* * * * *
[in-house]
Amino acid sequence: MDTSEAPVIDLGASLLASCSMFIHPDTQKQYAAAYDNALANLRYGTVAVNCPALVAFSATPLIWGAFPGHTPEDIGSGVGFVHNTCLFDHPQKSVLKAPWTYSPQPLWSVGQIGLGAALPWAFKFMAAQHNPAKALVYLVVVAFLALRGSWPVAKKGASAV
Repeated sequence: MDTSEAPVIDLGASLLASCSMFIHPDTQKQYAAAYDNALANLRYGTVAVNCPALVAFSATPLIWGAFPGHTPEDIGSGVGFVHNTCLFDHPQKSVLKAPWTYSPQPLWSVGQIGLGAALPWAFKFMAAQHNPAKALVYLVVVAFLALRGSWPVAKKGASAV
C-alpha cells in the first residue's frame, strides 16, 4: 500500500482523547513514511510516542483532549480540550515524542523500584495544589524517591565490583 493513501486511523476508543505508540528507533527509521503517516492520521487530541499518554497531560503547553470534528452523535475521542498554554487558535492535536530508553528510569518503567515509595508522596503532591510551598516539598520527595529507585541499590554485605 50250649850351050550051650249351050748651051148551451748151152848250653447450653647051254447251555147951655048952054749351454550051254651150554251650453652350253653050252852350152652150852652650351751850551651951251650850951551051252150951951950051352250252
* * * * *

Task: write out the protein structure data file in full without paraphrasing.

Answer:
[in-house]
Amino acid sequence: MDTSEAPVIDLGASLLASCSMFIHPDTQKQYAAAYDNALANLRYGTVAVNCPALVAFSATPLIWGAFPGHTPEDIGSGVGFVHNTCLFDHPQKSVLKAPWTYSPQPLWSVGQIGLGAALPWAFKFMAAQHNPAKALVYLVVVAFLALRGSWPVAKKGASAV
Repeated sequence: MDTSEAPVIDLGASLLASCSMFIHPDTQKQYAAAYDNALANLRYGTVAVNCPALVAFSATPLIWGAFPGHTPEDIGSGVGFVHNTCLFDHPQKSVLKAPWTYSPQPLWSVGQIGLGAALPWAFKFMAAQHNPAKALVYLVVVAFLALRGSWPVAKKGASAV
C-alpha cells in the first residue's frame, strides 16, 4: 500500500482523547513514511510516542483532549480540550515524542523500584495544589524517591565490583 493513501486511523476508543505508540528507533527509521503517516492520521487530541499518554497531560503547553470534528452523535475521542498554554487558535492535536530508553528510569518503567515509595508522596503532591510551598516539598520527595529507585541499590554485605 50250649850351050550051650249351050748651051148551451748151152848250653447450653647051254447251555147951655048952054749351454550051254651150554251650453652350253653050252852350152652150852652650351751850551651951251650850951551051252150951951950051352250252